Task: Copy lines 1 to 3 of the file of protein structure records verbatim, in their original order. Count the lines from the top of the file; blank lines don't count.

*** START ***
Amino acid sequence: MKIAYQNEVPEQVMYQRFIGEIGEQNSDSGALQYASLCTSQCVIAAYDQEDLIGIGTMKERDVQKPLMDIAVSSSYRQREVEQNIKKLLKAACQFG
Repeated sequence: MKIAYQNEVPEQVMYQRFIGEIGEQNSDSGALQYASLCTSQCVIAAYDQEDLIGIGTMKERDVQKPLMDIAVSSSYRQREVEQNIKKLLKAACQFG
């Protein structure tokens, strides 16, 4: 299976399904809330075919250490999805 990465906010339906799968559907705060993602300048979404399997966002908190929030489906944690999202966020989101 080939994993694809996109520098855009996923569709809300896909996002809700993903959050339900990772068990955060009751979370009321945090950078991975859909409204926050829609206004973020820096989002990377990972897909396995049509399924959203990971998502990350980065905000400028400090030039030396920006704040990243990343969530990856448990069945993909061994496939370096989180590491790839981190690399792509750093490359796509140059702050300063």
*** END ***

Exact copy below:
Amino acid sequence: MKIAYQNEVPEQVMYQRFIGEIGEQNSDSGALQYASLCTSQCVIAAYDQEDLIGIGTMKERDVQKPLMDIAVSSSYRQREVEQNIKKLLKAACQFG
Repeated sequence: MKIAYQNEVPEQVMYQRFIGEIGEQNSDSGALQYASLCTSQCVIAAYDQEDLIGIGTMKERDVQKPLMDIAVSSSYRQREVEQNIKKLLKAACQFG
């Protein structure tokens, strides 16, 4: 299976399904809330075919250490999805 990465906010339906799968559907705060993602300048979404399997966002908190929030489906944690999202966020989101 080939994993694809996109520098855009996923569709809300896909996002809700993903959050339900990772068990955060009751979370009321945090950078991975859909409204926050829609206004973020820096989002990377990972897909396995049509399924959203990971998502990350980065905000400028400090030039030396920006704040990243990343969530990856448990069945993909061994496939370096989180590491790839981190690399792509750093490359796509140059702050300063």